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Waddington holds off on approving hydroplane races

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WADDINGTON – Waddington will wait another week before approving a contract with American-Canadian Hydroplane Association to hold hydroplane boat races along Whittaker and Island View parks.

The races in Waddington are slated for June 14 and 15. If the races are well-attended, ACHA plans to make Waddington a permanent stop on its racing circuit, which also includes stops in: Cornwall, Ont.; Brockville, Ontario; Valleyfield, Que.; St. Felicien, Que.; Buffalo; Boston.; and Beauharnais, Que.

The cost to Waddington to host the event would be $82,500, promoters said in January. The money will pay for the races itself, prize money for the four races, tow money for 60 to 70 boats, officiating, race insurance and Grand Prix rights.

ACHA members said the organization could cover up to half the cost of the event for the first year, and a portion of that amount thereafter for up to 5 years.

Joseph Sovie, who organized the races for seven years until 2007, said the event was well-attended in Ogdensburg.

He suggested that the board charge for camping, parking and admission. He said selling programs with local advertisements also paid for the cost of the event.

“We made about $15,000 for the programs,” Mr. Sovie said. “By the time we turned the key in the gate Friday morning, we had it all paid for. Generally, races made about $9,000 in revenue each year. Each year the money was used to help pay for next year’s races.”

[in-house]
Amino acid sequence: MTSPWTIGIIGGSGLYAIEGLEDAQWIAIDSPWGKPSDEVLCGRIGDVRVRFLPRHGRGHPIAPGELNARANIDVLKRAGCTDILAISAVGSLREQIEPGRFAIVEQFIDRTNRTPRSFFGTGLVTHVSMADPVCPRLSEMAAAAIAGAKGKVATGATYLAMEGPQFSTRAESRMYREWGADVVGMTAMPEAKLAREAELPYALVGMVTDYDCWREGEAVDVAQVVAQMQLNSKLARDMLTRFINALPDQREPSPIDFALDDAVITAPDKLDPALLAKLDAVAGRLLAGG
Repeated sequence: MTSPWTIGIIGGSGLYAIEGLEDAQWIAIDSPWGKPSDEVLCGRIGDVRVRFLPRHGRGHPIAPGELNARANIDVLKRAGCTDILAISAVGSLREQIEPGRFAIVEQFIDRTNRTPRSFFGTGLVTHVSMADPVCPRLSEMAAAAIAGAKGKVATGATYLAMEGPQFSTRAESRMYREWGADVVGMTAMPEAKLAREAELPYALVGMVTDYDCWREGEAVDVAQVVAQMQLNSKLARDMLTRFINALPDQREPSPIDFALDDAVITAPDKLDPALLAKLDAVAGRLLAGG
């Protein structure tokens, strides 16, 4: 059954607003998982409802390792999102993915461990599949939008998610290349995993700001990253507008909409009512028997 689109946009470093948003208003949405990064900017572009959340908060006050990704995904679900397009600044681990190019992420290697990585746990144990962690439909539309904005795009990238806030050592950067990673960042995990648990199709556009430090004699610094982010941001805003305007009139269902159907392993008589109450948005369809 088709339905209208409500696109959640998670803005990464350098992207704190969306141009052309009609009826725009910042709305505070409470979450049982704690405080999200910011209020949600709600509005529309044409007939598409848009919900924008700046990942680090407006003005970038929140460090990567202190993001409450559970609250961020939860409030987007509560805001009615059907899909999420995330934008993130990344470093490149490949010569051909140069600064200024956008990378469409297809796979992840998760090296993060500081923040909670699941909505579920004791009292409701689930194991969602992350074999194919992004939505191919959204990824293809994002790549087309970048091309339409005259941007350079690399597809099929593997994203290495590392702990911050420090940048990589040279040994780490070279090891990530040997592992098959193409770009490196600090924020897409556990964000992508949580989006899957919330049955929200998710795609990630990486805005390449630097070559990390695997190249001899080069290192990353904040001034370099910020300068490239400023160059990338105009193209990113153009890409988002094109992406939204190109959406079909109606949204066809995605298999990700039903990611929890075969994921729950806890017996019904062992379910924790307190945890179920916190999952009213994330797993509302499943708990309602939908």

Waddington will also be able garner sponsorships and charge admission to the event. Officials anticipate tickets will range from $10 to $20.

“You want to keep the cost low enough to get everyone to come in, but you can’t have it free,” Mr. Sovie said. “We tried that and everyone dropped their kids off and there were people you didn’t want there. You were stuck babysitting and picking up after the general public.”

But the biggest challenge was getting people to pay for tickets.

“Many people would watch the races and invite friends and family to watch it from their home,” he said.

The board said it would consider trailers and fencing along the river, which is predominately New York Power Authority-owned land.

But board members held off on approving the races until they see a contract.

“If we decide we are going to do it, then we can go about deciding what we will need to do it, but I would like to see a contract before we vote on it,” board member William Shoen said.

The village will hold a special meeting at 6 p.m. Feb. 17 in the municipal building to review the contract before deciding whether to approve it.

“They want our decision by mid-February,” Mrs. Otto-Cassada said. “Either way we go, we need to move on this.”

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